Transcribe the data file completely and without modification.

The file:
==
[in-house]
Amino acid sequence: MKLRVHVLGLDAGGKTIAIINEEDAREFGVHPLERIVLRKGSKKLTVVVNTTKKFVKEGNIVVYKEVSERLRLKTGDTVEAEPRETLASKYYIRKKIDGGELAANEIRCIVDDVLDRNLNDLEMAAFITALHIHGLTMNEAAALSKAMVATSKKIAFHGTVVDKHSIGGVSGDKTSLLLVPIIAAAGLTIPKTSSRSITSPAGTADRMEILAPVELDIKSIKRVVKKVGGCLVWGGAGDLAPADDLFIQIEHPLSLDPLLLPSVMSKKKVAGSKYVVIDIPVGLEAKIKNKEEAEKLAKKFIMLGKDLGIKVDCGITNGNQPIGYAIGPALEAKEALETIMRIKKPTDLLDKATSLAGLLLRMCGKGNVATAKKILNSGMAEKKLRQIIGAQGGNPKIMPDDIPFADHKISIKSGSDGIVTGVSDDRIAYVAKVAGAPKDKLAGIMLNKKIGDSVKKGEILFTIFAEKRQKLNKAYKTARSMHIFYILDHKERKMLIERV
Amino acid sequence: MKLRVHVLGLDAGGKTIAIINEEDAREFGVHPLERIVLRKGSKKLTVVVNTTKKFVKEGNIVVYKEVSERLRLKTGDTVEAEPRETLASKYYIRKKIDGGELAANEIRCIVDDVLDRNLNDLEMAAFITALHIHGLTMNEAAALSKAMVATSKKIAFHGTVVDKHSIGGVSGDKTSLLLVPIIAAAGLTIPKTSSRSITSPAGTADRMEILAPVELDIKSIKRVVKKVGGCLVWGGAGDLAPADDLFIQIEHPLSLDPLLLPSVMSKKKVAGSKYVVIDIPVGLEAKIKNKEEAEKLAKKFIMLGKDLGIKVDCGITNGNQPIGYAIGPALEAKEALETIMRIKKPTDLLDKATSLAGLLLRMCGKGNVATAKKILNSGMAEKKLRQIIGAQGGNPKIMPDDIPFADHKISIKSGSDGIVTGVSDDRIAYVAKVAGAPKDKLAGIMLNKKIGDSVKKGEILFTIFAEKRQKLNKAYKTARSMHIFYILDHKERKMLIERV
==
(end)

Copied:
[in-house]
Amino acid sequence: MKLRVHVLGLDAGGKTIAIINEEDAREFGVHPLERIVLRKGSKKLTVVVNTTKKFVKEGNIVVYKEVSERLRLKTGDTVEAEPRETLASKYYIRKKIDGGELAANEIRCIVDDVLDRNLNDLEMAAFITALHIHGLTMNEAAALSKAMVATSKKIAFHGTVVDKHSIGGVSGDKTSLLLVPIIAAAGLTIPKTSSRSITSPAGTADRMEILAPVELDIKSIKRVVKKVGGCLVWGGAGDLAPADDLFIQIEHPLSLDPLLLPSVMSKKKVAGSKYVVIDIPVGLEAKIKNKEEAEKLAKKFIMLGKDLGIKVDCGITNGNQPIGYAIGPALEAKEALETIMRIKKPTDLLDKATSLAGLLLRMCGKGNVATAKKILNSGMAEKKLRQIIGAQGGNPKIMPDDIPFADHKISIKSGSDGIVTGVSDDRIAYVAKVAGAPKDKLAGIMLNKKIGDSVKKGEILFTIFAEKRQKLNKAYKTARSMHIFYILDHKERKMLIERV
Amino acid sequence: MKLRVHVLGLDAGGKTIAIINEEDAREFGVHPLERIVLRKGSKKLTVVVNTTKKFVKEGNIVVYKEVSERLRLKTGDTVEAEPRETLASKYYIRKKIDGGELAANEIRCIVDDVLDRNLNDLEMAAFITALHIHGLTMNEAAALSKAMVATSKKIAFHGTVVDKHSIGGVSGDKTSLLLVPIIAAAGLTIPKTSSRSITSPAGTADRMEILAPVELDIKSIKRVVKKVGGCLVWGGAGDLAPADDLFIQIEHPLSLDPLLLPSVMSKKKVAGSKYVVIDIPVGLEAKIKNKEEAEKLAKKFIMLGKDLGIKVDCGITNGNQPIGYAIGPALEAKEALETIMRIKKPTDLLDKATSLAGLLLRMCGKGNVATAKKILNSGMAEKKLRQIIGAQGGNPKIMPDDIPFADHKISIKSGSDGIVTGVSDDRIAYVAKVAGAPKDKLAGIMLNKKIGDSVKKGEILFTIFAEKRQKLNKAYKTARSMHIFYILDHKERKMLIERV